Regulation for FinTech Firms is Intensifying
The FinTech industry has grown exponentially over the last decade, with the rise of non-traditional banks – otherwise known as neobanks – and many other FinTech companies offering products like digital wallets, mobile investment services and more.
During the rapid digital transformation of the financial sector, governments have encouraged the FinTech boom, so much so that the implementation of proper regulation to protect customers, businesses, and the FinTech firms themselves has not always been a priority.
Why is the regulation of FinTech companies necessary?
The lax attitude towards financial tech is changing due to increasing concern about cybersecurity, data privacy, consumer protection, and other factors. Not to mention the need to put anti-criminal – and especially anti-money laundering – practices in place.
Especially since there have been hundreds of FinTech unicorns – and some of these firms are competing with long-established financial entities like traditional banks – they become a greater target for cyberattacks and are associated with greater risks financially for their customers.
Additionally, more and more traditional financial entities are aligning themselves with FinTech services, making them susceptible to vulnerabilities if sufficient regulation isn’t exercised.
What regulations have been developed for FinTech?
Regulation for FinTech companies is, albeit slowly, being implemented across the world.
The demand for transparency surrounding operations and governance is increasing. Data gathering about these FinTech firms is being taken more seriously, and the sale of some financial products by FinTech companies is being limited, to name a few of how regulation is beginning to catch up with the fast-growing FinTech industry.
What’s more, in addition to ensuring data protection and protection against cyberattacks, data privacy – and data ownership – has become a big concern in FinTech and is being tackled by regulatory implementations accordingly.
For example, the regulatory entity ICO found numerous businesses in the UK offering credit reporting services that had sold their customers’ data to marketing companies without their permission.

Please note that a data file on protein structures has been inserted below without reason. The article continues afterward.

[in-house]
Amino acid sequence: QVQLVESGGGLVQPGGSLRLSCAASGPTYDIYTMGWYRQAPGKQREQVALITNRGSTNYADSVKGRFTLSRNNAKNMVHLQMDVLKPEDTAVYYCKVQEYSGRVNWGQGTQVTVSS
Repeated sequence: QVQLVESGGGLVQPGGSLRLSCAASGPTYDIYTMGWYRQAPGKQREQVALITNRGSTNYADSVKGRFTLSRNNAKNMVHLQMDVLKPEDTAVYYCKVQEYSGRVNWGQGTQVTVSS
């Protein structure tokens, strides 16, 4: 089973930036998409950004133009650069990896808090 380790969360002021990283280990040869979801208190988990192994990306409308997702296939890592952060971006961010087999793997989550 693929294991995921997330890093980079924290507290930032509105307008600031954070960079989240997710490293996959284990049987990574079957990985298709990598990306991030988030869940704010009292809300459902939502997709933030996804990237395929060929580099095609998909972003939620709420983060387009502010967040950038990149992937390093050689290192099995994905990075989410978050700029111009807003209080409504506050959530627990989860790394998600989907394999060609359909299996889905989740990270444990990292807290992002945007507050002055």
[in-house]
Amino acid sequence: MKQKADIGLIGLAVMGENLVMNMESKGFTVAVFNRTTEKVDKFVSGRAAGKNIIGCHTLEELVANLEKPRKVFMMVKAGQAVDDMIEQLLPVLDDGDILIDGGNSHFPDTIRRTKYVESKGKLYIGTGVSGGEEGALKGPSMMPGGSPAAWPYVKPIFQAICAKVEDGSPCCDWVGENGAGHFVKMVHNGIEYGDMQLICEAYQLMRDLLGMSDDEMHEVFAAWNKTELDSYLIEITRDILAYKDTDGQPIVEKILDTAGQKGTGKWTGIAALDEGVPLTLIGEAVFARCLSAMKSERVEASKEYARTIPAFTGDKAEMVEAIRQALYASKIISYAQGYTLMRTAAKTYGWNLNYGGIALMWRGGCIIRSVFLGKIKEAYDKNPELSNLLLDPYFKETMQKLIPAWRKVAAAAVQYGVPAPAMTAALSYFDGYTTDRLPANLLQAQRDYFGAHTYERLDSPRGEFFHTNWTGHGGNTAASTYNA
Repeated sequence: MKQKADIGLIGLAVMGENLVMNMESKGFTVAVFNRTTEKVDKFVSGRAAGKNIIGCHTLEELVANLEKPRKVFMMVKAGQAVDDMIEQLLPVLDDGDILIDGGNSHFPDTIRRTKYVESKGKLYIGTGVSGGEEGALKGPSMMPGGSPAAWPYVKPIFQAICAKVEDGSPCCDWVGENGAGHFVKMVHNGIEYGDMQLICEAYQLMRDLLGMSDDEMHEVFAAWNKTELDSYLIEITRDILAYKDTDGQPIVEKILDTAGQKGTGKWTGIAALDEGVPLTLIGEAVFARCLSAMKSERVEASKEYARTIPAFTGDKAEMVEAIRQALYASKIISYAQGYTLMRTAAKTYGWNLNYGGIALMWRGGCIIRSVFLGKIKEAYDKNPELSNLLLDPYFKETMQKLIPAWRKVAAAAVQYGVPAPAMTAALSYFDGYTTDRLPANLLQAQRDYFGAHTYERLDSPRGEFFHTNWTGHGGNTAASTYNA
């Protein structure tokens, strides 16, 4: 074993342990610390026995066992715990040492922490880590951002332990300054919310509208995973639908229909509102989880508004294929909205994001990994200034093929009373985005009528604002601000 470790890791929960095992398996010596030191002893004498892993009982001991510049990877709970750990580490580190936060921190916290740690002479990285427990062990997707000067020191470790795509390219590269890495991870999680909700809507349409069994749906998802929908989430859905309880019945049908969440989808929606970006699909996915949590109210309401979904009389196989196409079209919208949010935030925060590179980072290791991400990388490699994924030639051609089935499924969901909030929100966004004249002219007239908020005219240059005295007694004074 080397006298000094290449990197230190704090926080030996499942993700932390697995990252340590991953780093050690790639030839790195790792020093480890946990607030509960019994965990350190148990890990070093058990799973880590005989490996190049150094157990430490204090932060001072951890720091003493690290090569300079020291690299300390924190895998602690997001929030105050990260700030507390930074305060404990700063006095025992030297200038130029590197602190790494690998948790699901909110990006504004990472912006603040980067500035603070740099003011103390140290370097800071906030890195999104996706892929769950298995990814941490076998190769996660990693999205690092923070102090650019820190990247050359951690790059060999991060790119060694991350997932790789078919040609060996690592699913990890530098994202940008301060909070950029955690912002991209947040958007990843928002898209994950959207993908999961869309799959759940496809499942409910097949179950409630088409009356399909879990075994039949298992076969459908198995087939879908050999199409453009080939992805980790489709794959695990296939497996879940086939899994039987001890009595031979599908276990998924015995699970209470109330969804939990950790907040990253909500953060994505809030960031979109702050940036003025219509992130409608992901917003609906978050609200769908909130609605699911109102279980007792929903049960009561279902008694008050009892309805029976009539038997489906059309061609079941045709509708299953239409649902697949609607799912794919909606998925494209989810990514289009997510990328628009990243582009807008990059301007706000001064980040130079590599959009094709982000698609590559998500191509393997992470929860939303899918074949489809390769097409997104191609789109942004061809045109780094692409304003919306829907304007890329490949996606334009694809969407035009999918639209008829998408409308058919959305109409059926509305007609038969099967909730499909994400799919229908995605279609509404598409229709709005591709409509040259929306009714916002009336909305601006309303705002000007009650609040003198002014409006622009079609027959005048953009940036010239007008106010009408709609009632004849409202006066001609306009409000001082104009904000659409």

In response to regulatory bodies and governments becoming aware of how valuable data is in our economy and how much it was being traded without the knowledge of those it pertained to, it implemented important legislation in 2018 to tackle this.
For example, the EU’s GDPR (General Data Protection Regulation) and the ePrivacy regulation considerably impact the way FinTech companies can share customer information.
Moreover, legislation such as Mexico’s FinTech Law and the Payment Services Directive – implemented to improve the security of payments – seeks to seal other vulnerabilities that FinTech products and services pose.
In the past, loan and investment-centred FinTech companies’ regulations focused on disclaiming clear information to customers about the risks. Whereas more and more stringent regulations are providing more protection for customers belonging to these FinTech firms.
In particular, ensuring that capital is put aside to protect users – and make sure that operations are governed and standardised to ensure a fair customer experience, including making complaints and handling an essential department within the firm – is becoming vital for companies in FinTech.
More than regulations and governance rules for FinTech firms themselves, there is increasing pressure on businesses aligned with – or using – FinTech to prove their awareness of the risks and show evidence they’re taking action to ward against these increased risks.
As regulators put more rules in place for FinTech – and businesses using these firms’ services – they consider the interconnectivity of FinTech with other entities. More than this, they’re putting measures in place to ensure that those in positions of power in business (such as high-level management) are in a position to understand and safeguard against FinTech-associated risks.
What does the future look like for the regulation of FinTech?
As we advance, FinTech companies will need to comply with a list of growing regulations and anticipate those likely to be implemented in the future.
One such area suspected to undergo greater regulation relates to FInTech companies’ financial stability, calling for more liquidity, risk management and more significant insurance on consumer capital/deposits in the case of decentralised finance entities.
While regulation for FinTech companies is certainly ramping up, the regulation imposed upon these firms is unlikely to be globally agreed upon under one set of laws. It will instead rely on national-level – or even state-level, as in the US – implementation of legislation and guidelines.
Although, across the board, thorough reporting and in-depth analysis of these companies’ data will be a cornerstone of FinTech regulation.
However, to continue to facilitate FinTech innovation in the light of intensifying regulations – and to avoid discouraging FinTech firms nervous about successfully complying with them – governments and similar bodies will host ‘sandboxes’.
These will allow FinTech start-ups to explore potential products without worrying about being penalised for failing to comply with regulations (and ensuring they can comply).